How faith can engage culture on controversial issues:
Increasing assaults on freedoms of faith, conscience and speech include a coercive contraceptive mandate, the gutting of the only federal conscience regulation in health care, the denial of federal funds to a ministry because it opposes abortions, the administration's court case to restrict faith-based organizations' hiring rights, and firings, discrimination and coercion of life-honoring health care professionals.
Sound off! Patients: Tell why you want to choose healthcare professionals who share your values. Health professionals: Tell about discrimination you've experienced. Click here to share your views and experience and click here to read what others are saying.
Urge your lawmakers to keep the Abortion Non-Discrimination Act in HR 3020: Prevent abortion coercion - protect patient access to pro-life doctors and nurses.
Sample tweet to share: Read news & commentary on #FirstFreedom and #ConscienceRights @Freedom2Care www.Freedom2Care.org
English Professor Robert Oscar Lopez was already on the hot seat in California. His crime? Inviting students to an optional conference on family matters. A student has since complained, alleging that she was “coerced” to attend the event and “traumatized” by a discussion of LGBT issues. In reality, no one mentioned the subject -- and Lopez submitted the tapes to prove it. What was actually behind the conflict, Lopez thinks, has nothing to do with his class -- and everything to do with his personal story. This summer, Lopez became a key figure in the same-sex marriage debate when he shared his personal story of the devastating effects of growing up in a lesbian home in an amicus brief to the Supreme Court.
Maine Attorney General Janet Mills has decided that the women waiting inside a Portland clinic to lose their babies to an abortionist have heard more than enough from Brian Ingalls. So, Mills has filed a lawsuit to shut him up for good - or at least move him far enough away from the Planned Parenthood clinic that his warnings about a dismal afterlife for those who take the life of an unborn child can't be heard. But attorneys for the Thomas More Law Center argue that is a violation of the man's constitutional rights and they are committed to standing alongside Ingalls in court. Richard Thompson, the Thomas More Law Center's president and chief counsel and a former prosecuting attorney, said Mills' lawsuit is nothing but "a blatant abuse of her powers to aid the pro-abortion political establishment dominating the city of Portland."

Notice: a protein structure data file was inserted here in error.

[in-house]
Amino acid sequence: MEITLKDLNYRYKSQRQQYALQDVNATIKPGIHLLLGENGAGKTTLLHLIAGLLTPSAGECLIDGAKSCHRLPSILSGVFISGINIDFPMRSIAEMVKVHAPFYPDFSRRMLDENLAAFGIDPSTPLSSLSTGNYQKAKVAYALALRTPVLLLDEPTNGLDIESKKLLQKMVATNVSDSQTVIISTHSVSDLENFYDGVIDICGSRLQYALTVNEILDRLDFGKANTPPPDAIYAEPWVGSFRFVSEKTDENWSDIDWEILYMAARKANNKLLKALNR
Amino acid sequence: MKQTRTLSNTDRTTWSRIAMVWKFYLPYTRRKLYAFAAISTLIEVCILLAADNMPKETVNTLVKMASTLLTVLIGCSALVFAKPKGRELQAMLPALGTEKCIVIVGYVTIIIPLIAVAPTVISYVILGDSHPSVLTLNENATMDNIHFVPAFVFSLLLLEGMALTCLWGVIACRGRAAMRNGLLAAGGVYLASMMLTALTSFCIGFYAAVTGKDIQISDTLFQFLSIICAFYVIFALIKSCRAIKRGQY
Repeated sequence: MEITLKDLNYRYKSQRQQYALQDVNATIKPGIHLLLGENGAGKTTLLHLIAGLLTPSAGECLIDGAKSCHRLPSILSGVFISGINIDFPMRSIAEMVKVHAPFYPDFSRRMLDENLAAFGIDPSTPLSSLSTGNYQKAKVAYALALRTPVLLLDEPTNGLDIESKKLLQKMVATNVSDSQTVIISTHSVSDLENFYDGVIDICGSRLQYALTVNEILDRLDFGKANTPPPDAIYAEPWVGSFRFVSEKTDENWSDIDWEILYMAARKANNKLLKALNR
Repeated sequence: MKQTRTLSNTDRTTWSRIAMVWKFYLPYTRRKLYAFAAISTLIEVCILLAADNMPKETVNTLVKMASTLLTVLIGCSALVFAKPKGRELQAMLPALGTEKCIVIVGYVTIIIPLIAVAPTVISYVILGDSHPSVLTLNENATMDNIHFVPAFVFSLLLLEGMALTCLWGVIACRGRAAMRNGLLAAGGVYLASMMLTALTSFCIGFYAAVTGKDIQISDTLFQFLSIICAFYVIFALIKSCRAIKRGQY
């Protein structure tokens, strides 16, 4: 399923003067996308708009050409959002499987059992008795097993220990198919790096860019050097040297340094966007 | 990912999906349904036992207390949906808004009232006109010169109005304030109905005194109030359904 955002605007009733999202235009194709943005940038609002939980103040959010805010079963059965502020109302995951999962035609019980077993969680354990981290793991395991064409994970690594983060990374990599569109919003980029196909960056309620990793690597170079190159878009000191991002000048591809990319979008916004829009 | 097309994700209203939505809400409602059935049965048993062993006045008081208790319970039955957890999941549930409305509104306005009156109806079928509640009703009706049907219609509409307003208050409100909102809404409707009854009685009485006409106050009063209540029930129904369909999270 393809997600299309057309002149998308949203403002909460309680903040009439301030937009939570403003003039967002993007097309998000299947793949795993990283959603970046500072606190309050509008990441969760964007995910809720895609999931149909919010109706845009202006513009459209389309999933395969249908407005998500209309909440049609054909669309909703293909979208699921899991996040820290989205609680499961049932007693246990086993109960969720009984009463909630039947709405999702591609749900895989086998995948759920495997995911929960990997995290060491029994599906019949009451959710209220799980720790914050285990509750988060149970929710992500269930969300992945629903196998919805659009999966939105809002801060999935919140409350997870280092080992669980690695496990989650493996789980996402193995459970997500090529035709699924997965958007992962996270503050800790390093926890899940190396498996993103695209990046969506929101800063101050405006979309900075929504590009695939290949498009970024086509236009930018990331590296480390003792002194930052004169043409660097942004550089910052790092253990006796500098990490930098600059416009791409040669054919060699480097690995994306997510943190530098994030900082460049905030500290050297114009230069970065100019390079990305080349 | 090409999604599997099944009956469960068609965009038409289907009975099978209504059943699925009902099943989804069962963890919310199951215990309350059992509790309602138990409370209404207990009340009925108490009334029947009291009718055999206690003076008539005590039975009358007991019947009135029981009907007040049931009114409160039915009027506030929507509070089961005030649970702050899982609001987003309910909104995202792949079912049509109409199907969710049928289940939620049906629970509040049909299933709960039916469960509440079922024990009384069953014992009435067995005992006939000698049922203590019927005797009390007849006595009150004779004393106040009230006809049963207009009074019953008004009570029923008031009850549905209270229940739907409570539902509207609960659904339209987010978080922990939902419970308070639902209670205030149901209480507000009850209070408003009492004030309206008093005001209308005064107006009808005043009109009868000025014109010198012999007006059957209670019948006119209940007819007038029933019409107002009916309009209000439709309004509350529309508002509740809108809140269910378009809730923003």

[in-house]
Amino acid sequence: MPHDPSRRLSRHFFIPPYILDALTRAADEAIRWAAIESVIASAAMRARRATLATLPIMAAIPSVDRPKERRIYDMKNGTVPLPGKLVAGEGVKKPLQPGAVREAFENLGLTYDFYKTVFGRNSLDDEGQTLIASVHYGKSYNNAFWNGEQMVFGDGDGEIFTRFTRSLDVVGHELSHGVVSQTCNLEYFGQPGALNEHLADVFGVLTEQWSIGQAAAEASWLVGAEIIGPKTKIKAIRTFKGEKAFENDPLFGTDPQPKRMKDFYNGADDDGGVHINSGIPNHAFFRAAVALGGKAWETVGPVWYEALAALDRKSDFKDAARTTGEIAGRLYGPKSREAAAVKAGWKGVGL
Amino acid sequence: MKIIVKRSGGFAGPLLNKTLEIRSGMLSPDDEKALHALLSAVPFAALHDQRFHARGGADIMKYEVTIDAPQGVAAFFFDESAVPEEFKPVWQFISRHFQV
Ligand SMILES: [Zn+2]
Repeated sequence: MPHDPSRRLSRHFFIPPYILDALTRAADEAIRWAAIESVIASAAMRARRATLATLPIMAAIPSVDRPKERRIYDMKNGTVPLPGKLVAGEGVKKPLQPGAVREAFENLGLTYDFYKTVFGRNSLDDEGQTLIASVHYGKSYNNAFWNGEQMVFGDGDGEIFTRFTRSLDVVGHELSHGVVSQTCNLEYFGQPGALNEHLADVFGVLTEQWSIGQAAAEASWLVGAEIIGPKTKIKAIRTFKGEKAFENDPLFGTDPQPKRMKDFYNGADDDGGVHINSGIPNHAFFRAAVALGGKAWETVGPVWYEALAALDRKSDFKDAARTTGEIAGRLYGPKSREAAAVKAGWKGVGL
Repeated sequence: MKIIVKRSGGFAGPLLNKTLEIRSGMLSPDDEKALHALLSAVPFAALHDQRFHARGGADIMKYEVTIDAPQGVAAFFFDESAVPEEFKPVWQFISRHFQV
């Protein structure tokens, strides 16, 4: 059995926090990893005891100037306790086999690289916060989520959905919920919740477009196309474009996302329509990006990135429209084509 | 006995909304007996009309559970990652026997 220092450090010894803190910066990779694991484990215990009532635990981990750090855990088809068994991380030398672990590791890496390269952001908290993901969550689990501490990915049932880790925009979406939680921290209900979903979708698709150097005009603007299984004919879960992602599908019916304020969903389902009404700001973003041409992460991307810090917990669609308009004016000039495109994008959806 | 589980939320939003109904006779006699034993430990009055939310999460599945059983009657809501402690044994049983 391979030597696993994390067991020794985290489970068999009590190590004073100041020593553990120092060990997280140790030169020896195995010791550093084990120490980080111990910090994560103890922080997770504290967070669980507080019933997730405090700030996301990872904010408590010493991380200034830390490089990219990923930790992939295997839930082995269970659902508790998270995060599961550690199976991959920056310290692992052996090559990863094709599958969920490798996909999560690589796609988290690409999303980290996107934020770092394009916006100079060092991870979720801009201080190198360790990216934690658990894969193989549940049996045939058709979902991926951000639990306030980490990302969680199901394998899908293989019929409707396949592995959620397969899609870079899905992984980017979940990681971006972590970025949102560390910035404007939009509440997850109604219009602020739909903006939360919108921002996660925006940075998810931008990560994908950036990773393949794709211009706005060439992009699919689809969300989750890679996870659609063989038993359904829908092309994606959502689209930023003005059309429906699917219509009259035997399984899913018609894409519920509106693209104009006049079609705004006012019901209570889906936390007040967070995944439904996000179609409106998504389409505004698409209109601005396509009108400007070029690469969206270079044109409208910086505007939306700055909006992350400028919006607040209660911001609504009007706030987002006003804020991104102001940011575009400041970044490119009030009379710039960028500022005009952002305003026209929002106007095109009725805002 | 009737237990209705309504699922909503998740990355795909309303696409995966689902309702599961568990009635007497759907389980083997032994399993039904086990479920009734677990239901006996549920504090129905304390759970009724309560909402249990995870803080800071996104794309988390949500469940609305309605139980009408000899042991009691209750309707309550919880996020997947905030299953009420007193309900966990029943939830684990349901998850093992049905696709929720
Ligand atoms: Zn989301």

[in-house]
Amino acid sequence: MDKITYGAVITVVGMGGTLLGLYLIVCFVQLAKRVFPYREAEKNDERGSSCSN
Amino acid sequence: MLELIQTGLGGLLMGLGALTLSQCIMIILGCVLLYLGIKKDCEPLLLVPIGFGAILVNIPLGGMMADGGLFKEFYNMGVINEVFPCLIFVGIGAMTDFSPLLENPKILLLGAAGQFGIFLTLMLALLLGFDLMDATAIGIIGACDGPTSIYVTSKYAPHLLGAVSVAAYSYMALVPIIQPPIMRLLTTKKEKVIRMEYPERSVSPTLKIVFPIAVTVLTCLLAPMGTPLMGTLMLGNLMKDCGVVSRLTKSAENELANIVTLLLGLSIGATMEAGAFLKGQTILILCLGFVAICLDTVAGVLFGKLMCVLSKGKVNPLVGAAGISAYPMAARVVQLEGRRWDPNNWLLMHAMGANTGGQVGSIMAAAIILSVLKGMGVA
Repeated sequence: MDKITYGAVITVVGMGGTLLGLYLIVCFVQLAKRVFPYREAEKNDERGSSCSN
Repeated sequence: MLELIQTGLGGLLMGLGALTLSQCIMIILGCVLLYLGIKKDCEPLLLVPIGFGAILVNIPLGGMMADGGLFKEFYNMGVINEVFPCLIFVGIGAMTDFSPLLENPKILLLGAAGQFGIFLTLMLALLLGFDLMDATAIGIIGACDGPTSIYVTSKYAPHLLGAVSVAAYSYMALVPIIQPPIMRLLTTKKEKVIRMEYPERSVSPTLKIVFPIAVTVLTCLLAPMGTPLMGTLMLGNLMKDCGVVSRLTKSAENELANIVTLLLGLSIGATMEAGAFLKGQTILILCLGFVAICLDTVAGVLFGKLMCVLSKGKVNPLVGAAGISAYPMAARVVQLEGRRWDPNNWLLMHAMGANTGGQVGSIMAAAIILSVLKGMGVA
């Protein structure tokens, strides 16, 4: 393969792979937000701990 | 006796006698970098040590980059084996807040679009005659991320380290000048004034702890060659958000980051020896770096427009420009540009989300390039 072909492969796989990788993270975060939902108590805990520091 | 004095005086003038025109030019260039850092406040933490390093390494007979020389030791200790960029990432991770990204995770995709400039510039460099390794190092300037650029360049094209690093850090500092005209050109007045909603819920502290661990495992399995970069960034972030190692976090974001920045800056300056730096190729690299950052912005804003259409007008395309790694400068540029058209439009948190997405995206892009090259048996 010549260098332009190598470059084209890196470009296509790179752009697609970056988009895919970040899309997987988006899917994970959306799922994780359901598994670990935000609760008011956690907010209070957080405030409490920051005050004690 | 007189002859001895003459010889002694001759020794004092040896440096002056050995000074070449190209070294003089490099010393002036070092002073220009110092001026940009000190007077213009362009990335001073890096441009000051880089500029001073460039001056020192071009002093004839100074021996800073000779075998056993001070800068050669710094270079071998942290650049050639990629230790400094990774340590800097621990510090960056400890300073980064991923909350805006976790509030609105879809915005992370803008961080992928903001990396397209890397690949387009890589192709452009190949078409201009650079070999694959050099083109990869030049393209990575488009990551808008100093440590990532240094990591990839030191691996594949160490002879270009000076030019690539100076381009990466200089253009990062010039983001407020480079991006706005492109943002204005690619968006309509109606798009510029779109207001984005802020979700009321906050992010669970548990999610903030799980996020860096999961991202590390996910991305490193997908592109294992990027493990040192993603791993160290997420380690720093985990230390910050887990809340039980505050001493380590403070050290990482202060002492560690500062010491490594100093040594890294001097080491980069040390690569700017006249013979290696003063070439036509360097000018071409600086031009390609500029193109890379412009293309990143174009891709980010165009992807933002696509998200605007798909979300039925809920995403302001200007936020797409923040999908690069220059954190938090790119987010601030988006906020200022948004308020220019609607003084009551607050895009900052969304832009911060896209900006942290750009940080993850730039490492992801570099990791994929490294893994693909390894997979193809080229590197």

With the decision of the U.S. Supreme Court not to hear the case of Bronx Household of Faith v. Board of Education of the City of New York, the for-now final outcome of this 20-year-old case-centered on the public's right to meet for worship in rented public school facilities-is now in the hands of the city's mayor, Bill de Blasio. While he has assured Alliance Defending Freedom attorneys and their allies (including many New York civic and religious leaders) that, under his administration, churches like Bronx Household will be allowed to hold worship services in public buildings, the only permanent hope for that freedom now lies with the state legislature.
Cathy Cenzon DeCarlo, RN, was forced by her employer to participate in a late-term abortion against her deeply held pro-life beliefs--a violation of her conscience rights. Watch video.
The Supreme Court will decide one of the most important cases on abortion policy in recent years by the end of June. Today, the justices announced that they will decide whether to uphold parts of a Texas law requiring abortion clinics to meet basic health and safety standards and abortion doctors to have admitting privileges at local hospitals. Known as H.B. 2, the Texas law requires, among other things, that abortion clinics meet the same regulations for cleanliness and safety as other outpatient surgical facilities and that doctors working in those clinics have admitting privileges at nearby hospitals.